But for the difference that Jesus Christ can make in how we face life, in how we struggle even as we look toward eternity, we must see his most wonderful, most awesome, most compelling moment. His whole story can be told in this single moment where God has taken an action for us.
God gave us his son. He turned the corner for the human family, reversed the power of Satan, and took the burden of obedience to God for all human kind. God remembered his people whom he created. In the midst of longing and aching and trouble and desperation, we want to know whether God can give us a message of hope and promise.
The answer is yes he can. We cry out, Jesus, remember me. He answers, Today you will be with me in Paradise. On the cross outside the city, outside the bounds of decent behavior and sensible decisions, there in a place of smelly smoldering garbage, discarded dreams and broken hopes, Jesus Christ came to the defining moment of his life for us. In accepting the injustice of his own death, he balanced the scales of God and eternal justice in our favor. From that moment, all human life and decision making must be changed to include what happened there.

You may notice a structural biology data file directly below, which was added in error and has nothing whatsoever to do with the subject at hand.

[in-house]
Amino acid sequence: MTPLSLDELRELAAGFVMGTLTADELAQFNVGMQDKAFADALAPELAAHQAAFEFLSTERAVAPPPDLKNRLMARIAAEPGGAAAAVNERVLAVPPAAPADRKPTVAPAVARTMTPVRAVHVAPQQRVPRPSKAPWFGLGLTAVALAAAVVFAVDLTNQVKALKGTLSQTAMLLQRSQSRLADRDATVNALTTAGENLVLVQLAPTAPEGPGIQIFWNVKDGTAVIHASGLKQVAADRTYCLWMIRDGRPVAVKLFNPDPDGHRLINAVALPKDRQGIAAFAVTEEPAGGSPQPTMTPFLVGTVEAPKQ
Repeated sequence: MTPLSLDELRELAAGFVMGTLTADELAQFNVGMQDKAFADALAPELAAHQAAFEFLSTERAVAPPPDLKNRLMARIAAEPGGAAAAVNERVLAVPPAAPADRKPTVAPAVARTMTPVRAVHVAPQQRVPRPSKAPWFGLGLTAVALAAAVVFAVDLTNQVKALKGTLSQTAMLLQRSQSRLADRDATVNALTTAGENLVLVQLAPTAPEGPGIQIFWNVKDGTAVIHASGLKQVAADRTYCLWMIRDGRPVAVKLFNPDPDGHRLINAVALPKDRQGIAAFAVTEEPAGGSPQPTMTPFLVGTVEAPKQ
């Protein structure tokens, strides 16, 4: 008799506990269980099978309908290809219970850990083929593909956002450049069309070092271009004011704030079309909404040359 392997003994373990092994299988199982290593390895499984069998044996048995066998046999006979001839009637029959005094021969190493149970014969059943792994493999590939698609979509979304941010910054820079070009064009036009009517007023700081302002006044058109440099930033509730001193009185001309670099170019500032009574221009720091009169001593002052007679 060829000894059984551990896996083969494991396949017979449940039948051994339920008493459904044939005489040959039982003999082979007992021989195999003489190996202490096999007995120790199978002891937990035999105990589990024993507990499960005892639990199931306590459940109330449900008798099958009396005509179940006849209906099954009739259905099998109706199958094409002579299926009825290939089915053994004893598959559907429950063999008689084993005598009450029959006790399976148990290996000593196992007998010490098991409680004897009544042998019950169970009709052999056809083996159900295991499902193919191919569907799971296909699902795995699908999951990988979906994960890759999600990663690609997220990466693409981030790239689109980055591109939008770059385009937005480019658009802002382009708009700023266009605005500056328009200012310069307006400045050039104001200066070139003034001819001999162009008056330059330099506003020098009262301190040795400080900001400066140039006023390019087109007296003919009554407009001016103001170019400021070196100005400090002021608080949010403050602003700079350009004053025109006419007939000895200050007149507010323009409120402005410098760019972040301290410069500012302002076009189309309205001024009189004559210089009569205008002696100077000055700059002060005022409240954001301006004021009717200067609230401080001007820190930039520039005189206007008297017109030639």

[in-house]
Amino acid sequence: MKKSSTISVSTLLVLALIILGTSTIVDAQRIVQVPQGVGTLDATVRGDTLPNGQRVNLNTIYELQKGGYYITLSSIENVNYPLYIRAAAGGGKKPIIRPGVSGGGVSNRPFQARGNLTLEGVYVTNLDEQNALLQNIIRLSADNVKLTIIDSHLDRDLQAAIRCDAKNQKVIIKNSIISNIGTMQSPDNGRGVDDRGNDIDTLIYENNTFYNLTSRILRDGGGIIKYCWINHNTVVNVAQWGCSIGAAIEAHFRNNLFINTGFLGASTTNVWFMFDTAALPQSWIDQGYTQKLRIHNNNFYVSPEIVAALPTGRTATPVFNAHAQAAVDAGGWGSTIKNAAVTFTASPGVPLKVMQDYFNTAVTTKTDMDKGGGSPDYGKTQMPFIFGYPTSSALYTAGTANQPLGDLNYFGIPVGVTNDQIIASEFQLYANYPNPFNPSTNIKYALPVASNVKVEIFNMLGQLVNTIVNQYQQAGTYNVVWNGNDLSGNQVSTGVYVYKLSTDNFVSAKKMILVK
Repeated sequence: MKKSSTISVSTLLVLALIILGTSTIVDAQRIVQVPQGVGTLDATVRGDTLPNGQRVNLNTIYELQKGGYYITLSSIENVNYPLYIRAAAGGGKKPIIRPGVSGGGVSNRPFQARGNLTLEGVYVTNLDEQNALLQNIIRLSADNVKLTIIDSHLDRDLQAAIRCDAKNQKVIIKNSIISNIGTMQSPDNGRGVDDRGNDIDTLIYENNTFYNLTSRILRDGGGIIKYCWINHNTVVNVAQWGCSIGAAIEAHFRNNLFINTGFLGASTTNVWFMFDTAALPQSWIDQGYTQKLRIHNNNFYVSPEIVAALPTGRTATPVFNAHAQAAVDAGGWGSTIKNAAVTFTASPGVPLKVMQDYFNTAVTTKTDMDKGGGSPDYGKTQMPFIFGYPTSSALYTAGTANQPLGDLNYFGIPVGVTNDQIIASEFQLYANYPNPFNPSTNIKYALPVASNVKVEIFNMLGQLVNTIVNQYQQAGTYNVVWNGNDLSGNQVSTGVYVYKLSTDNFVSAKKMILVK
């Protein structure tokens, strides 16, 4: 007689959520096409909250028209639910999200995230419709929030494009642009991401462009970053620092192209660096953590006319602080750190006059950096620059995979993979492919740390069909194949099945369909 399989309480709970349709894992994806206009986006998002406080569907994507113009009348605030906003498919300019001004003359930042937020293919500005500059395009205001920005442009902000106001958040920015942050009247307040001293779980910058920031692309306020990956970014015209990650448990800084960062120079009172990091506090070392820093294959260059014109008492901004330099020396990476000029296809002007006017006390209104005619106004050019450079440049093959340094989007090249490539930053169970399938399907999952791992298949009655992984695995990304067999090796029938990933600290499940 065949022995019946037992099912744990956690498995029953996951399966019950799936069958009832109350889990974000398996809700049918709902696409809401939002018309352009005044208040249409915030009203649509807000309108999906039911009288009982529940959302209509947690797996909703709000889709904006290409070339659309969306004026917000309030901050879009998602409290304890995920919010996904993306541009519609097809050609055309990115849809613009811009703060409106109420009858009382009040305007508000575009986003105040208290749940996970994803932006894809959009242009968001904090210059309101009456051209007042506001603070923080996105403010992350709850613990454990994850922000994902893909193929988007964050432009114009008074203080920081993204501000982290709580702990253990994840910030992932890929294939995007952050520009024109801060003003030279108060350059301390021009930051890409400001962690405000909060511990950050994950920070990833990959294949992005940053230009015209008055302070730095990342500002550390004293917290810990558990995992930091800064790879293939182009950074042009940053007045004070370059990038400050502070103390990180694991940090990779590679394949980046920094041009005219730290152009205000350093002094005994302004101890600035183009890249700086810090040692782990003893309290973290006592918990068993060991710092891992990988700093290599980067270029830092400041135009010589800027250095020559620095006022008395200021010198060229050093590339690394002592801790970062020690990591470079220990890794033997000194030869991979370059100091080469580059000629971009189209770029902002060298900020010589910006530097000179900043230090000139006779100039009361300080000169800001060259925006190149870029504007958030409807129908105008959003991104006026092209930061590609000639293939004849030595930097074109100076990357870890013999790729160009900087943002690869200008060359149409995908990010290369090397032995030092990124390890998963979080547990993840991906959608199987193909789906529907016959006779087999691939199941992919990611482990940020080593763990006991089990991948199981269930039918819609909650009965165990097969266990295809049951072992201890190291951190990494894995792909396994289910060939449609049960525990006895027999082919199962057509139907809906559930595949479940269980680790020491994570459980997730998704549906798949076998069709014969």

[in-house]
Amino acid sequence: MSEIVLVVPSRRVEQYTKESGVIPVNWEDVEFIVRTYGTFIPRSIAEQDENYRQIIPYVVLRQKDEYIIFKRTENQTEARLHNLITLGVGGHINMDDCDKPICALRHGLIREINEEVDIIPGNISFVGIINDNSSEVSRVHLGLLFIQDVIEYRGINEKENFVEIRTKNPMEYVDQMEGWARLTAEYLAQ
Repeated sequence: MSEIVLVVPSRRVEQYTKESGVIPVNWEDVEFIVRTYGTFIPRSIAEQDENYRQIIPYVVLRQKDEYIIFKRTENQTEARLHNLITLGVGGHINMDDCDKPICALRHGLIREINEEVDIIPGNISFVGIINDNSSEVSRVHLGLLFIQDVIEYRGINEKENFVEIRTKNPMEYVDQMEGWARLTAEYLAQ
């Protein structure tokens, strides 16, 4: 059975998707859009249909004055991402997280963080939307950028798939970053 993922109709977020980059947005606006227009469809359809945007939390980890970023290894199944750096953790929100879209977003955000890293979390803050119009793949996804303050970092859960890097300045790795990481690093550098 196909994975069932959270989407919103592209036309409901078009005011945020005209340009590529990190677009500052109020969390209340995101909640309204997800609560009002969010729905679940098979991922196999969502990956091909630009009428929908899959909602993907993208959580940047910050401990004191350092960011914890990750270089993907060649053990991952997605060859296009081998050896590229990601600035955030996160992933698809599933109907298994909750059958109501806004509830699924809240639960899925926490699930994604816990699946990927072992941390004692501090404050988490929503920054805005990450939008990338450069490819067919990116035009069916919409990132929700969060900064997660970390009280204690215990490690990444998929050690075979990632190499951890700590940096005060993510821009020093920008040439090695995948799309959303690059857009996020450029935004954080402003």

Here is the man of all ages against whom all future decisions must be measured. Here is the foundation on which faith is built. Because of his cross, there are no old sins or injustices or habits that cannot be altered. Because of his cross, we can change the way we see life and our relation to other people.
A certain Viking warrior, so goes the tale, rounded up his men and prepared to set sail for a distant island where he would do battle against another strong man. The village philosopher stood by, watching. He said, “We are at peace. No one is invading us. Why are you sailing off to battle?
“To redeem my honor and my family name. I will go and kill the warrior who lives on that island.”
“But why must you kill him?”
“Because he killed my father.”
“But why did he kill your father?”
“Because my father killed his father.”
Then the old man gazed upon a very young soldier standing by, a teenage copy of the Viking captain.
The old man pointed to the boy. “Will your son and his son carry on the same tradition?”
The most glorious moment in the life of Jesus of Nazareth who became Christ of the ages was when he did not repay eye for eye or tooth for tooth. He did not react against the injustice of a false accusation. He did not die with a curse on his enemies that they would get theirs someday. He did not save himself. Instead, he demonstrated to the world that God loves his enemies. God does not return evil for evil. God’s finest moment comes in suffering love that keeps on suffering, bearing, hurting, dying so that we will be freed from the cycle of self-perpetuating death.